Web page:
My name is Daniel Gheorgiu and I have been in the United States since 1992, since the age of 14 when my parents brought me over from Romania to escape the violent political unrest in Eastern Europe. We witnessed the Romanian revolution (outside our residence in Bucharest). The new “free” government was composed of the same communists as with the previous Ceausescu regime. It was then that my parents decided to leave our precarious heritage in pursuit of real freedom.
We arrived in Phoenix AZ in 1992 with two suitcases, approximately $300.00 to our name, not speaking any English other then knowing a couple of song titles. What we did have was a desire to see what was possible for us inside of the Big American Dream.
Just over 2.5 years later, a couple months after turning seventeen, I graduated High School at the top of my graduating class. I had a college Scholarship and was speaking English fluently. While in high school, I also played three varsity sports - football, soccer and tennis - and managed to be recognized at different times as our school’s “student of the week” and “student of the month”.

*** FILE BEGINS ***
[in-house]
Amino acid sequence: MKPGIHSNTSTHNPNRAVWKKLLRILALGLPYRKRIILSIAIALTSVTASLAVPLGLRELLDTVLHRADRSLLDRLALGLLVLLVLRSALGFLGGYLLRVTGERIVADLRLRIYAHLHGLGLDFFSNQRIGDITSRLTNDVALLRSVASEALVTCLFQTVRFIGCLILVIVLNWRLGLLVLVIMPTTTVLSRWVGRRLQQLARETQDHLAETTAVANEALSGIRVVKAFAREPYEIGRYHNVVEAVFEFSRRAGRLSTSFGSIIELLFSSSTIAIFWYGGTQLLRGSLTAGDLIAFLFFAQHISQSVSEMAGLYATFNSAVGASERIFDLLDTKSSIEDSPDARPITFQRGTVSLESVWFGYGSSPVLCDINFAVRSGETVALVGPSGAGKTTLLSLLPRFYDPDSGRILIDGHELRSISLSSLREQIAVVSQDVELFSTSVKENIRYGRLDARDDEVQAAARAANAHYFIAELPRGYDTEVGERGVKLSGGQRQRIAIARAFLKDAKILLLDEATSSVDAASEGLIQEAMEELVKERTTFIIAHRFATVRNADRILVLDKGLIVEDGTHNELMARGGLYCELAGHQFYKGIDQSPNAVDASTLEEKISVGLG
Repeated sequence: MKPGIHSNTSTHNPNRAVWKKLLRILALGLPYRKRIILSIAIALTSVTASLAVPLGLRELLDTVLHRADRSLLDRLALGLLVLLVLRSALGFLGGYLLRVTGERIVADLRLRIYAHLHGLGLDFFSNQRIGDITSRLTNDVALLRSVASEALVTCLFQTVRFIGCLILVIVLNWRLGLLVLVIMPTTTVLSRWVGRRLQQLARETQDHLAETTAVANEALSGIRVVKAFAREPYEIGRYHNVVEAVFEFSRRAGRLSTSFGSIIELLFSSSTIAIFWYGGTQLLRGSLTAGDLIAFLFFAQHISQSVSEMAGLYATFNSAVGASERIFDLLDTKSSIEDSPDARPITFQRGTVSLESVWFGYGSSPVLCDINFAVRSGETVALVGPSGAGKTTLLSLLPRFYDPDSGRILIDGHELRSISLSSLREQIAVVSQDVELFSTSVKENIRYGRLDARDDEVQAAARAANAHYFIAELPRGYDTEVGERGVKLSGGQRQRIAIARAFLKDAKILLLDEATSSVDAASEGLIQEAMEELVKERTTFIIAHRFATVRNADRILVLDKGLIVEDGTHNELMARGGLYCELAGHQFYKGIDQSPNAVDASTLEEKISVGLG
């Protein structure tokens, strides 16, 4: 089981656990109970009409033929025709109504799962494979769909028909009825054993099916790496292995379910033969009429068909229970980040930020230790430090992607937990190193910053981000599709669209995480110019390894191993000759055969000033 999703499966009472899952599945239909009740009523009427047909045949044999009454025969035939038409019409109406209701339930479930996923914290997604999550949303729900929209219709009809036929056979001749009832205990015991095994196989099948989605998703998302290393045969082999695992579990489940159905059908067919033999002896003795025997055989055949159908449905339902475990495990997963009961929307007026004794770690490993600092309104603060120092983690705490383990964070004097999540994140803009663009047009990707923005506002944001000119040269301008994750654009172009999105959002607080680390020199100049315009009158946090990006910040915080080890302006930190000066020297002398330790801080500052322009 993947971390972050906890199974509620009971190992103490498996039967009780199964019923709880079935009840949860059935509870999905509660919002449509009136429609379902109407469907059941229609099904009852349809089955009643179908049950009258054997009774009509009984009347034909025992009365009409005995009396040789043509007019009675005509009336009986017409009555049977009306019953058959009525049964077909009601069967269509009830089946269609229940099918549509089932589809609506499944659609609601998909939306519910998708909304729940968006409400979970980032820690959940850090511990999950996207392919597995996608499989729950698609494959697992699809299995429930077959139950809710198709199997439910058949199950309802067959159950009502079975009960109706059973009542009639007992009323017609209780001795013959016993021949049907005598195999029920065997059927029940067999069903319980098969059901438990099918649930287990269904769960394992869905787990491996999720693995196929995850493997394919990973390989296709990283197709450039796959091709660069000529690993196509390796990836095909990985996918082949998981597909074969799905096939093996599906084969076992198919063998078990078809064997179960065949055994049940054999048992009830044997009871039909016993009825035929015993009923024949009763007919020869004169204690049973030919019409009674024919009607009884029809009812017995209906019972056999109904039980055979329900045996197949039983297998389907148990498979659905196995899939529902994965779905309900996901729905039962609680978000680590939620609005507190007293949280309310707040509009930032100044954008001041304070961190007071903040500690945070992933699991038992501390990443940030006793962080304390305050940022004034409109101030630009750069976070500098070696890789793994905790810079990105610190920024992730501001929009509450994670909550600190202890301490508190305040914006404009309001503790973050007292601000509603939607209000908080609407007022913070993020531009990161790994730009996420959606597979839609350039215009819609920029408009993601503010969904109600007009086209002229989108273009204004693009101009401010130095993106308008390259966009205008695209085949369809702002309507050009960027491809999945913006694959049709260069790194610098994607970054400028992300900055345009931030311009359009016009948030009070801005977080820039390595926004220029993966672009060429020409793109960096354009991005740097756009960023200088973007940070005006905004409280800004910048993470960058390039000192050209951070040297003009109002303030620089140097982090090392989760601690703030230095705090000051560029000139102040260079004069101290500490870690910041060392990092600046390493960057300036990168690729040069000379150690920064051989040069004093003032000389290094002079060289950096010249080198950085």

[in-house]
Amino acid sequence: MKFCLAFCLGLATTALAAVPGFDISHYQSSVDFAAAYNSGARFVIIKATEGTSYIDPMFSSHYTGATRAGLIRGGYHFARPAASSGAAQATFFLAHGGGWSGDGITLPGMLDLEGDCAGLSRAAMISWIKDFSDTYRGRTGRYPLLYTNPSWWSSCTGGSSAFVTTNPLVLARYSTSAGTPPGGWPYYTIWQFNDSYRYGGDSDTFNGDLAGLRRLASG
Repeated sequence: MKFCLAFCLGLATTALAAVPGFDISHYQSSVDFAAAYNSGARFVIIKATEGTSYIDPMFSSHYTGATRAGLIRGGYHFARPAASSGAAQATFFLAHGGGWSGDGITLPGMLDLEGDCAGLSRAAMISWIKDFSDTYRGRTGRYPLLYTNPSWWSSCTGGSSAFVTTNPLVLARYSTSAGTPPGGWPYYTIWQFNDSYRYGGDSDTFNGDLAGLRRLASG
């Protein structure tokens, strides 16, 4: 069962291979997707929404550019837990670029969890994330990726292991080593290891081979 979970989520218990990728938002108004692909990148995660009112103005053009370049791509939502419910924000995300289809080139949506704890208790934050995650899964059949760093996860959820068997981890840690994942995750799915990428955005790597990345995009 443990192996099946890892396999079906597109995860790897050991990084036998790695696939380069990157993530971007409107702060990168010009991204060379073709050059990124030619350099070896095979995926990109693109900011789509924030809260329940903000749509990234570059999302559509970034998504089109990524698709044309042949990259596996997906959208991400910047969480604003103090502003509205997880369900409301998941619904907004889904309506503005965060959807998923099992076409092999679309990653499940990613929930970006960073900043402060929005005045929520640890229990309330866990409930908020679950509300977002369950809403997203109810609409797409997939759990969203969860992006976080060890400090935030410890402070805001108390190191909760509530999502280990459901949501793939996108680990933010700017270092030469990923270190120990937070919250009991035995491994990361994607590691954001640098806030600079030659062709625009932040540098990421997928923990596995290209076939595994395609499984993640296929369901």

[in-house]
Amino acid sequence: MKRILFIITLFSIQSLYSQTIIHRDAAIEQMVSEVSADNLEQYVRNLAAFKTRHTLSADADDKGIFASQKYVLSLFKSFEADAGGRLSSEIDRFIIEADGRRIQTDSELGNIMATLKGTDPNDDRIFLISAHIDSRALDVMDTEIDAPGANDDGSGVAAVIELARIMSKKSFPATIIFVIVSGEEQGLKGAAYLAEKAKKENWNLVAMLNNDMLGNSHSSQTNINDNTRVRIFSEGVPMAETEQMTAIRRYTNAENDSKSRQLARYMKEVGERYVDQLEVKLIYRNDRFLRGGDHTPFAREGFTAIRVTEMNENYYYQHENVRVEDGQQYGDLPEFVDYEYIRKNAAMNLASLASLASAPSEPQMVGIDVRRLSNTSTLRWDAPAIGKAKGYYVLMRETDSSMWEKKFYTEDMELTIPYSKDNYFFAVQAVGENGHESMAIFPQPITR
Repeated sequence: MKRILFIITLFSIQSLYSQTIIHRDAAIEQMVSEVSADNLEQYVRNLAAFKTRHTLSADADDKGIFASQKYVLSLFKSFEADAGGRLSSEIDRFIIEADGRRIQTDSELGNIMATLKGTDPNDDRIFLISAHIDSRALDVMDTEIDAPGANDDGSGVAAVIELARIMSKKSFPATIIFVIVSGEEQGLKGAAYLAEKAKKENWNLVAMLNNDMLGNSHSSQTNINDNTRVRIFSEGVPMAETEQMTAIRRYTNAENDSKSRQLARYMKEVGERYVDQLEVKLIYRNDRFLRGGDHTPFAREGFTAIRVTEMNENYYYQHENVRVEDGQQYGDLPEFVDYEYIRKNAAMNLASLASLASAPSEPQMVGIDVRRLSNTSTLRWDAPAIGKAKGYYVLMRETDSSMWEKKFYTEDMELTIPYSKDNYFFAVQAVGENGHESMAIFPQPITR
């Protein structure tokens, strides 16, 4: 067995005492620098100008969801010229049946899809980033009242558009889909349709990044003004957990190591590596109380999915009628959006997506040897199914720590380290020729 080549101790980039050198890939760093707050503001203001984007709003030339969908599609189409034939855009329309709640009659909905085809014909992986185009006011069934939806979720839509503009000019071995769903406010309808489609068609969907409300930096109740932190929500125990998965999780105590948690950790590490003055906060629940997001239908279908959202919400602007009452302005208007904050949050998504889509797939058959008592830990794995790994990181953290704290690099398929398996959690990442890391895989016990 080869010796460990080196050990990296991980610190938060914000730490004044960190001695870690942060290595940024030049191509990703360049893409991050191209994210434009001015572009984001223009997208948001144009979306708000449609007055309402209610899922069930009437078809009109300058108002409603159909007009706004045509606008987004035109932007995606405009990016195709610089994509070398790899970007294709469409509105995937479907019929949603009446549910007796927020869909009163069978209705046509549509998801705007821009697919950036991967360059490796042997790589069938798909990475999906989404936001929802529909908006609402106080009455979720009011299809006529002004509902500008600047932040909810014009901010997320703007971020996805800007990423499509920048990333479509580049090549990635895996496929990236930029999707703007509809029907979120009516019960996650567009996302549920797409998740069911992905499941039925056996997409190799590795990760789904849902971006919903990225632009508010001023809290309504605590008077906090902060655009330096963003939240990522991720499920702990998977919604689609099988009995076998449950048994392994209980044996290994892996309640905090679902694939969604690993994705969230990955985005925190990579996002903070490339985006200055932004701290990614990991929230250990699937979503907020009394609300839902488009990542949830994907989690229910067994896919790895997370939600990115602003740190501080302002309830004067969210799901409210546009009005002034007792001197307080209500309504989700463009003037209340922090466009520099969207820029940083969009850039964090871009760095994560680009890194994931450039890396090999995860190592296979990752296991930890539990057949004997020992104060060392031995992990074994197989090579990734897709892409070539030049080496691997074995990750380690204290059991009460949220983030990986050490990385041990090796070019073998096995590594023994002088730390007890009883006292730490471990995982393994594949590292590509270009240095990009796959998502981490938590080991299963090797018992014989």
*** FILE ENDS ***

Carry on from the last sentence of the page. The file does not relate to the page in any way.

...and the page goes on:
I quickly received an AA Degree cum laude from Phoenix College and received a “Screen Director” and “Producer” degrees from Hollywood Film Institute. After receiving my degrees, I went back to school for an additional semester so I could play one last season of college soccer.
After that, I turned my full focus to building a career. In February of 2000 I opened my own production business, after only two months of working full time for someone else in the production industry, and quickly learned to enjoy the joys and challenges of entrepreneurship.
As a film and video director producer/director, my work has won over a half dozen national and international awards. I have worked on some of the most prestigious events in America, such as the Super Bowl, NCAA National Championships, Presidential speeches, and the Presidential Election on election night at one of the two parties H.Q. I had the distinction of directing the video coverage on election eve at the McCain/Palin campaign center at the Biltimore Hotel In Phoenix.
I have worked for a great number of Fortune 500 companies helping with their conferences, video tapes and numerous communications projects. In these projects I consistently hire highly qualified video production technicians so that not only am I contributing to these ventures, I am also able to enlarge the circle of opportunities for others.
Now that you know a little bit about my background, let me tell you why I am writing this letter. I am currently in Eloy, AZ in the ICE jail awaiting to be deported to Romania. This is after 17 years of living in the U.S. and Phoenix – the only home I know – as a working, contributing member of the community.
Here is why: